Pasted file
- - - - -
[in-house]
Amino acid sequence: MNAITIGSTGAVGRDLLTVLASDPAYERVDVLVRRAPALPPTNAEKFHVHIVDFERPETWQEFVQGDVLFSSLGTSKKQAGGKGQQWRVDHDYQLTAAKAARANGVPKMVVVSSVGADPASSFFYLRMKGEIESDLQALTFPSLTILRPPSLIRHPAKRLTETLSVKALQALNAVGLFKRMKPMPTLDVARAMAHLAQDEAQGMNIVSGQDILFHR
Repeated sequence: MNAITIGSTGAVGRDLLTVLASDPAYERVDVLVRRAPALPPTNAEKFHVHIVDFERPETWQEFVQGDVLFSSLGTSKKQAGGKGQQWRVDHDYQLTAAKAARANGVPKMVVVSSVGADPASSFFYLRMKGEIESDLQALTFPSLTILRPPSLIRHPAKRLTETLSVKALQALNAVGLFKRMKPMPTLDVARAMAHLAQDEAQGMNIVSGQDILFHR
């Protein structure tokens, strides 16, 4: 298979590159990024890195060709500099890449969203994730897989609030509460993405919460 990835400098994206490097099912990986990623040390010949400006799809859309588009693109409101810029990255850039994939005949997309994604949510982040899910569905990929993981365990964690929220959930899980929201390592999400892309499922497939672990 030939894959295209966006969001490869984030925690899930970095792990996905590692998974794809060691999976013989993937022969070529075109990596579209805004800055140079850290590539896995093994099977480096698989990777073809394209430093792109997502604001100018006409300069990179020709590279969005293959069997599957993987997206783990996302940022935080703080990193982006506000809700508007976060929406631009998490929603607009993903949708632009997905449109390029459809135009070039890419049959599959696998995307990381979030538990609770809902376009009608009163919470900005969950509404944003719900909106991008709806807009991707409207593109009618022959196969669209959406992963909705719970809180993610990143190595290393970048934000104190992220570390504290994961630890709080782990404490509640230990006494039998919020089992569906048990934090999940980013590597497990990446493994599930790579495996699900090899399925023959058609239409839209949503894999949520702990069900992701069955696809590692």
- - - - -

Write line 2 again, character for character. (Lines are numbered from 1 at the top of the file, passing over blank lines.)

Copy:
Amino acid sequence: MNAITIGSTGAVGRDLLTVLASDPAYERVDVLVRRAPALPPTNAEKFHVHIVDFERPETWQEFVQGDVLFSSLGTSKKQAGGKGQQWRVDHDYQLTAAKAARANGVPKMVVVSSVGADPASSFFYLRMKGEIESDLQALTFPSLTILRPPSLIRHPAKRLTETLSVKALQALNAVGLFKRMKPMPTLDVARAMAHLAQDEAQGMNIVSGQDILFHR